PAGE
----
Halloween (or Hallowe’en, a shortening of Hallowed Evening, or the night before All Hallows’ Day) is now celebrated across Cambridgeshire to some extent – much depends on the village or the town’s desire to embrace a commercialized, but fun for the children, evening. In my local village, a anecdotal guess would be one out of four homes are open for trick-or-treaters – the wonderfully dressed children heading around in the dark looking for candy. In many ways Halloween is an English invention, born out of our pagan past in the Romanticism of the 19th Century, adopted and commercialized by the United States in the 20th Century, and now celebrated in England. This is an echo of an echo, for what we now see across the shires reflects more of America’s influence than our own English past. Where did Halloween come from?
Samhain was a Gaelic festival celebrating the end of the harvest and the beginning of the “darker” half of the year, traditionally celebrated across Ireland, Scotland, Wales, the Isle of Man and Brittany. A Celtic day began at sundown and Samhain would begin at sunset on 31 October and continue into the first of November. This date is midway between the winter solstice and the autumnal equinox, and the importance of it to the Celts can be seen in many Neolithic monuments oriented so that the rising sun on Samhain would shine on an opening or portal to a burial mound during the festival.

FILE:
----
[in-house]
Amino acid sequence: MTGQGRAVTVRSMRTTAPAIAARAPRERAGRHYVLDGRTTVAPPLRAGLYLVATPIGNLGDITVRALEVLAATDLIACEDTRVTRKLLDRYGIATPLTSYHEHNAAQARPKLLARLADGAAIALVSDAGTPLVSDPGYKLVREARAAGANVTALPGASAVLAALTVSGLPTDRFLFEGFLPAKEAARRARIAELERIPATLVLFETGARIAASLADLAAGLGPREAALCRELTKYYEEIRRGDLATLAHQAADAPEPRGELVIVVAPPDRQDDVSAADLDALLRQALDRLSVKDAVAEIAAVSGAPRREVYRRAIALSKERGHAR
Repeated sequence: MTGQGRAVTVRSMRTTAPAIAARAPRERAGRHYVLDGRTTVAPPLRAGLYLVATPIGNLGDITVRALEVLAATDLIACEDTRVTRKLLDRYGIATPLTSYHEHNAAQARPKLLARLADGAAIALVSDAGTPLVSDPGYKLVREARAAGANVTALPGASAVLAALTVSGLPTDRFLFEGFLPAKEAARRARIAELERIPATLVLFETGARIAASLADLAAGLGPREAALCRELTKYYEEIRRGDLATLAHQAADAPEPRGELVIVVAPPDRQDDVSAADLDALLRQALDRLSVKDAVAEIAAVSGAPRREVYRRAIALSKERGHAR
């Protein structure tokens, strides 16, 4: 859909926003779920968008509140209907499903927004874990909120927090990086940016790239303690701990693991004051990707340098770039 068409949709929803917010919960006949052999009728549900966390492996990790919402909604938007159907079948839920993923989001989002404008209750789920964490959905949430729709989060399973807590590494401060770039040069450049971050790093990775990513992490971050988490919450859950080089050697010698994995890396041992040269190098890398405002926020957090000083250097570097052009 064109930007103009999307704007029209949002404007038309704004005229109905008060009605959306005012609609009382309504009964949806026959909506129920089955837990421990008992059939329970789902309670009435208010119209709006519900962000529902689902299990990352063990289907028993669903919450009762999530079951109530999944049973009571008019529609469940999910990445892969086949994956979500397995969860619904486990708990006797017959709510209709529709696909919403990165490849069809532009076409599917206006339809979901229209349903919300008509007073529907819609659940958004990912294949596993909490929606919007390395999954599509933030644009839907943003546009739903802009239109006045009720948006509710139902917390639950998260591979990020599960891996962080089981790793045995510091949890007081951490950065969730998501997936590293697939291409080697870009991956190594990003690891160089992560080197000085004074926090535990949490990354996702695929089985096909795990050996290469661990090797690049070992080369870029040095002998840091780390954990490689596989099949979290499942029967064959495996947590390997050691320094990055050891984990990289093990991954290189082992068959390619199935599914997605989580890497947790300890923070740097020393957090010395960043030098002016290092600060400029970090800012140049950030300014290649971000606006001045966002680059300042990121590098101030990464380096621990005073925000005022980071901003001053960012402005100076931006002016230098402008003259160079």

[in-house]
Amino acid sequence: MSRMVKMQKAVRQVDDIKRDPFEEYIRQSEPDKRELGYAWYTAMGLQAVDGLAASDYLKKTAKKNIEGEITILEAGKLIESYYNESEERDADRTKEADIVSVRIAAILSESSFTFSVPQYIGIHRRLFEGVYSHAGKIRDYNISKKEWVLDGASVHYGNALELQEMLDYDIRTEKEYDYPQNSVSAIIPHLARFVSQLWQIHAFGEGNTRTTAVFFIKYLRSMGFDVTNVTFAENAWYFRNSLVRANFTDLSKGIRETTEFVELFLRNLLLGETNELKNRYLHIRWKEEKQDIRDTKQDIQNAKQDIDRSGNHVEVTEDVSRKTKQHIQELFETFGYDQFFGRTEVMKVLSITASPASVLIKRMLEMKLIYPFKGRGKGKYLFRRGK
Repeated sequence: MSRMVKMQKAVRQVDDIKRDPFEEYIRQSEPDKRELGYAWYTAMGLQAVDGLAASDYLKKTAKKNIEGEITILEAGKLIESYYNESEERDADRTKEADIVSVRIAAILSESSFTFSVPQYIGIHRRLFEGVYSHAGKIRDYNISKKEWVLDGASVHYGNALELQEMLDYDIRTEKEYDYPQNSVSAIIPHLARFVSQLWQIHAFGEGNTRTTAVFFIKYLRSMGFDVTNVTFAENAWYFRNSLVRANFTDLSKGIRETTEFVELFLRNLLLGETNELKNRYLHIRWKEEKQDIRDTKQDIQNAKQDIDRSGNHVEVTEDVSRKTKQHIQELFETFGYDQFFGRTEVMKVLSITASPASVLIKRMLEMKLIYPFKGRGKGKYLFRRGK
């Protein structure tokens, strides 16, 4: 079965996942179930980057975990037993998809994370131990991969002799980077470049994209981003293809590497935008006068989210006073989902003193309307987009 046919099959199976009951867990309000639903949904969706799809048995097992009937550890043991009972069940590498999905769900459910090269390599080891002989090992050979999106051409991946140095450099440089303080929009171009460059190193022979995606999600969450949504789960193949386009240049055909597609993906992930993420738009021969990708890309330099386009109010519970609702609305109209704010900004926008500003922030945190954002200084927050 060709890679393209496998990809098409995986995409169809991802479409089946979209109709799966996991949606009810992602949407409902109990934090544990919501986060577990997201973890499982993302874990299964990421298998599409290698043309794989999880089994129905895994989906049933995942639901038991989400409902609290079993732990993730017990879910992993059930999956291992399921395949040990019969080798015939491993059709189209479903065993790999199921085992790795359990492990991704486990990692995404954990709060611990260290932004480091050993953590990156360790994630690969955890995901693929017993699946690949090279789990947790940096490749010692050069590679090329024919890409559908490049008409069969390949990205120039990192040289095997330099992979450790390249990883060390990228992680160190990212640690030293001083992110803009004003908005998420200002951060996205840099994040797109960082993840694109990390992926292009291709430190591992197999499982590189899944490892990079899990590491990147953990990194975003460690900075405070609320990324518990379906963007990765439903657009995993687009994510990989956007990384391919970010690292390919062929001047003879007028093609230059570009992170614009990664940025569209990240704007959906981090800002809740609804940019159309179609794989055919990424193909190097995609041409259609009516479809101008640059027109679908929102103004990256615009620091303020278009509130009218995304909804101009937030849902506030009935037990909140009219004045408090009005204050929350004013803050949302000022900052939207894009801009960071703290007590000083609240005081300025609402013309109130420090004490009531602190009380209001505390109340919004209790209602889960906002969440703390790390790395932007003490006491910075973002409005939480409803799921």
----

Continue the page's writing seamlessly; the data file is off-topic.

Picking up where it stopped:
Many of our Halloween customs have come down from this event – it was a Celtic leminal time, where spirits and faeries from other worlds could cross over into our own, when bonfires were lit , and food and drink where left outside to satiate the spirits so that people and livestock would be left alone and survive the oncoming winter. There are echoes of our own customs here, but the Samhain festival would be Christianized in the Middle Ages and developed across the British Isles.
The Catholic Church celebrated All Saints Day on 1 November, followed by All Souls Day on 2 November. These two festivals of the church were blended into All Hallows’ Tide, the three day feast celebrating the dead saints, martyrs, and faithful which began on 1 November. It wasn’t a wild leap for the church to build on the Celtic customs observed across northern France and the British Isles, incorporating Samhain into a more Christianized feast. Interestingly, it was the descendents of Celts, the Scottish and Irish immigrants to the United States in the 19th Century that brought the celebration of Halloween to the New World – with many of its more pagan aspects expanded and grew. In England, “souling” or “guising”, dressing up and seeking out sweet cakes from the wealthy in exchange for praying for the dead, had existed from the Middle Ages.
During the Romanticism of the 19th Century, Halloween was expanded and discussed across England, as fascination with Celtic mythology and druidism increased and a general rejection of Catholic feasts permeated British life. It was in the 20th Century that jack-o’-lanterns appeared, an effort to scare off evil spirits roaming through the night, building on carved gourds and vegetables seen in Ireland and Scotland.
In recent decades, the commercialization of this ancient holiday has spread across Cambridgeshire, brought back to England from a more enveloping American culture. The history of Halloween; however, reaches back into a pagan, pre-Christian Britain, when fear of spirits, faeries, and the dark, hungry times of winter were ubiquitous in our daily lives.